The simulation primitive elements provided in the library "laplace" permit the behavioural modelling of analogue systems and circuits with the ultimate in behavioural description languages, the Laplace transfer function. If you didn't learn Laplace Transforms at college, go and find out - it'll let you describe and simulate a system without actually knowing how to design the hardware. That goes for mechanical, as well as electrical systems.
A transfer function is defined as:
where Y(s) is the Laplace transform of the output, and U(s) is the Laplace transform of the input. The form of both numerator and denominator is a polynomial expression, where the numerator can be represented by:
while the denominator looks like:
For a realizeable system, the order of the numerator will be less than or equal to, the order of the denominator.
For any given transfer function, both numerator and denominator are first multiplied by s^-n times an arbitrary function, E(s), (eqivalent to dividing by the highest power of s times an arbitrary function).
Y(s) then becomes:
and U(s) becomes:
which may be written:
Using only integrator (for 1/s), adder and constant-multiplier elements, it is possible to realize this type of function within SPICE, using summation as the arbitrary function, E(s).
The above diagram is one n"th of the number needed for a given denominator polynomial, and may be cascaded from Vout to Vin, with the input adder taking in an extra term from the succeeding stage, and the output adder being placed after the last stage.. E(s) appears as an apparent feedback error signal, while the ADD at the top right implements Y(s). The integrator (1/s) function serves to provide the "n" integrations, to form all of the E(s) terms in the above equations, where "n" is the order of the denominator polynomial.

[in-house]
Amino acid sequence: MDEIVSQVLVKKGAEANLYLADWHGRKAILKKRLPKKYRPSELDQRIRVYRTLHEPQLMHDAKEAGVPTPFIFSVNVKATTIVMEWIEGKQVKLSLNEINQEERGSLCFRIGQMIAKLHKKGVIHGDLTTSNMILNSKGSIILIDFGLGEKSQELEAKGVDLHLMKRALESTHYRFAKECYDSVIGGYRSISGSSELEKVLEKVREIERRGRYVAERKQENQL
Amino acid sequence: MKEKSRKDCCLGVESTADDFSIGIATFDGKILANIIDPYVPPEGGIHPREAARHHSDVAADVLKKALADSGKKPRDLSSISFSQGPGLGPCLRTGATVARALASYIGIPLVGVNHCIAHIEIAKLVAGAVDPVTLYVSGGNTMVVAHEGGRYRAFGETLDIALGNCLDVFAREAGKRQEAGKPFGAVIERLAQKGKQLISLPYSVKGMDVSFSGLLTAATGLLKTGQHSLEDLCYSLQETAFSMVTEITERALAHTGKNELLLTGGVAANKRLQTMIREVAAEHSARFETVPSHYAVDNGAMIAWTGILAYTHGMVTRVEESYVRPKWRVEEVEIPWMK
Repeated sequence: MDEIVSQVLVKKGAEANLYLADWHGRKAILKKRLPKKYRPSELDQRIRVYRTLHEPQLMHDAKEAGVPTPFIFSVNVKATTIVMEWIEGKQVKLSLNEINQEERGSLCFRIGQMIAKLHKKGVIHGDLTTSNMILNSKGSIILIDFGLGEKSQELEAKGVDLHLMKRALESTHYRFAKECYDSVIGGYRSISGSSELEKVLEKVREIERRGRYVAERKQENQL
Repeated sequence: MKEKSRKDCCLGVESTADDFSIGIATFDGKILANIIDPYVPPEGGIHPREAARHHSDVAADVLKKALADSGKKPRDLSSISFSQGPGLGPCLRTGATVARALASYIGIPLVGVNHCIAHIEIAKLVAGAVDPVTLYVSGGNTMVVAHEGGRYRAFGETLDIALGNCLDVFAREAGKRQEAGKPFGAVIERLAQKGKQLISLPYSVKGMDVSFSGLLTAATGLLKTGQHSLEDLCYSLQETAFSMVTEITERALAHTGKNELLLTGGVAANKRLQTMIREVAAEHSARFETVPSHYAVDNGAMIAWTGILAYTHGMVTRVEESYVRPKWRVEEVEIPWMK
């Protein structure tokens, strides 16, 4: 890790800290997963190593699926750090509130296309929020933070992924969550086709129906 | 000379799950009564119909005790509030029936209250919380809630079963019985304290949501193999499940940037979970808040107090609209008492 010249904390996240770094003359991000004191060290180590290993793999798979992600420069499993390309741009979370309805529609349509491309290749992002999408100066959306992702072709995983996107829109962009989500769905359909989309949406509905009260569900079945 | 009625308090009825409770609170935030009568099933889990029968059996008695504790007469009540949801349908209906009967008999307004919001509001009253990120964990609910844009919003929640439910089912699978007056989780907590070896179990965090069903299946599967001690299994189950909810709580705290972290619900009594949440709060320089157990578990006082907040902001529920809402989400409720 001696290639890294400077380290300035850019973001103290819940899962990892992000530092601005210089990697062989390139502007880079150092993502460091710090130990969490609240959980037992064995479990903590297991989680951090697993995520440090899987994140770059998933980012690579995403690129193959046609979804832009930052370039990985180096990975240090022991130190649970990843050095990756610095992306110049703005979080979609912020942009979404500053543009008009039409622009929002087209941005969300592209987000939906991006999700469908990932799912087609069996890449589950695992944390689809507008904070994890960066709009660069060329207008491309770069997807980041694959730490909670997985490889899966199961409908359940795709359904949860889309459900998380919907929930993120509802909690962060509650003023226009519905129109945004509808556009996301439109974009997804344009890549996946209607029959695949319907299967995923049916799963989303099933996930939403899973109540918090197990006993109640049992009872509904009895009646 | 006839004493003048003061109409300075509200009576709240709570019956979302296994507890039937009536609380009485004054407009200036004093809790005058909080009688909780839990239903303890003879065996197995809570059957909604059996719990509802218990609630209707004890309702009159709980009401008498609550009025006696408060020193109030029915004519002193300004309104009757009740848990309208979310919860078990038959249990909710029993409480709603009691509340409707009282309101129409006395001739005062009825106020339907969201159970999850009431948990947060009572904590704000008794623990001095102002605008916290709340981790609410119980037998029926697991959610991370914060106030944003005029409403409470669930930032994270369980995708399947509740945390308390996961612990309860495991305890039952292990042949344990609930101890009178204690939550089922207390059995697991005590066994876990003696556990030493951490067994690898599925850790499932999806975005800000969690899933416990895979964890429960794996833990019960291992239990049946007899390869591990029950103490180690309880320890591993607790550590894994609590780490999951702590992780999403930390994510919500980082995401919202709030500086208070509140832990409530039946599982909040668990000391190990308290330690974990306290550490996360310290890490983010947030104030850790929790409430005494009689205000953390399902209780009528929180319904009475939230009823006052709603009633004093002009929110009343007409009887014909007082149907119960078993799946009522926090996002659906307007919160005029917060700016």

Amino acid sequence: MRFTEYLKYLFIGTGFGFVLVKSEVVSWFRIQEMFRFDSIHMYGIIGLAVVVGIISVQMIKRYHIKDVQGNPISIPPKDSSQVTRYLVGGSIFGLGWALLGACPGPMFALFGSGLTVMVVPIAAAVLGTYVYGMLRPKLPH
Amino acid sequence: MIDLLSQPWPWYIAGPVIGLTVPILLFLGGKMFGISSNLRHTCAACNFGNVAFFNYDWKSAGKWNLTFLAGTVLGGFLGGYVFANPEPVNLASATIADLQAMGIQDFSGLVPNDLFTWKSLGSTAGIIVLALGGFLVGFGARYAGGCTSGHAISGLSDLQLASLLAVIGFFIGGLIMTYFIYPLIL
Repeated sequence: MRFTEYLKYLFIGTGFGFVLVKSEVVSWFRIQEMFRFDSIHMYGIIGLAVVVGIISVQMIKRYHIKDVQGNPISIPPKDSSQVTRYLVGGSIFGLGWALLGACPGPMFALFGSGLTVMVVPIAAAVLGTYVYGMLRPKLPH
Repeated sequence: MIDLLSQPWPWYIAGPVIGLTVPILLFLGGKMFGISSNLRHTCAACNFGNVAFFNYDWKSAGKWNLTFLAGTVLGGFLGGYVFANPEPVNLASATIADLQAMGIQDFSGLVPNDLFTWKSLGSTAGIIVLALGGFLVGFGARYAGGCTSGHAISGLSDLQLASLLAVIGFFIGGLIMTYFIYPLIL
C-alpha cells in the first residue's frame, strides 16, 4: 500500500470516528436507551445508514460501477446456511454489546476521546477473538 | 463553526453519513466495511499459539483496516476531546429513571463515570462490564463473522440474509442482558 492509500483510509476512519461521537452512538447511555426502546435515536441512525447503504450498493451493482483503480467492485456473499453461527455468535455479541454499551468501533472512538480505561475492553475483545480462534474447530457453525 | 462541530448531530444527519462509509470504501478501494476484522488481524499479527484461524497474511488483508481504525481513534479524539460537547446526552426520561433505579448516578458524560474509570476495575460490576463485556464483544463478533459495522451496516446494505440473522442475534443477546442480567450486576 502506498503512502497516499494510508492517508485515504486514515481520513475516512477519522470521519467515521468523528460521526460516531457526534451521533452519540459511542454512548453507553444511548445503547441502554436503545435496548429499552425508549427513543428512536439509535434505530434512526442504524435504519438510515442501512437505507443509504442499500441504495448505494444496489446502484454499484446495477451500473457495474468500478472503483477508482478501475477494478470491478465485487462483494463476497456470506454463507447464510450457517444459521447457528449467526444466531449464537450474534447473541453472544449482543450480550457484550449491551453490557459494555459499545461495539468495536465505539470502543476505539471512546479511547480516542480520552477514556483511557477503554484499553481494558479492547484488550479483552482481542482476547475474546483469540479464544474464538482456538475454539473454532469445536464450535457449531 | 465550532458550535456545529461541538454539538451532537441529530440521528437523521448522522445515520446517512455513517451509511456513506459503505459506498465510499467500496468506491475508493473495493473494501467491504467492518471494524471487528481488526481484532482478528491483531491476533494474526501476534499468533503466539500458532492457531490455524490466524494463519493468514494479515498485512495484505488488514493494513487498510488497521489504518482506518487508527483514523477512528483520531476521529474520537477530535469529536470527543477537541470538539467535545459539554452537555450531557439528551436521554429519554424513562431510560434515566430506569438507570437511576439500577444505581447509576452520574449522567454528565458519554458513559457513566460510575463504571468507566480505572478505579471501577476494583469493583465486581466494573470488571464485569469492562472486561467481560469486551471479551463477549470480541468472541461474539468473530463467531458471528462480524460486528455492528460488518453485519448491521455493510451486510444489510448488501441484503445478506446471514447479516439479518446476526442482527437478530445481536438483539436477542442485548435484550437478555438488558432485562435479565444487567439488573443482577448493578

The terms B0, B1, A1, etc are the coefficients of the polynomial, applied through constant-gain multipliers. Provision is made for the same order in the numerator as the denominator, so the unused coefficients may merely be set to zero.
The above block has been made generic, by applying the coefficients as dc voltages, and grounding any unused coefficient inputs. Thus, one block may be cascaded "n" times, and "m" coefficients may be defined, to simulate any transfer function.
The block is supplied in two forms, for use with Spice3 and SPICE2G6, and the blocks are entitled "3TFE" ("Transfer Function Element") and "TFE" respectively.
Multi-input adders are provided, with the same naming convention, i.e, a 5 input adder for use with Spice3, is called "3ADD5" etc. Additionally, to cater for gain from the high-order stage, an adder with one weighted input is supplied, named "3WADD2" or "WADD2", which may be cascaded with any other adder to form a weighted sum.
The following examples have been included to make the principle clear, and to provide a template for future designs:
Chebyshev Filter example
The transfer function of the filter is:
Dividing top and bottom by s^3 gives:
Since the numerator is a pure number, we will need a weighted adder at the output but, since there are no other numerator terms, all forward coefficients may be either grounded, or set to DC 0 volts.
Since there are three terms in the denominator, three cascaded transfer function elements will be required, to supply s^-1, s^-2 and s^-3, and the three voltage sources defining the coefficients will have values of (-1.2529v), (-1.5349v) and (-0.7157v). The weighting function of the output from the last stage will be (0.7157) and we will need one four-input adder at the input. For reasons of simplicity, the topology has been left constant, and there is a second adder at the output, but all its inputs are zero.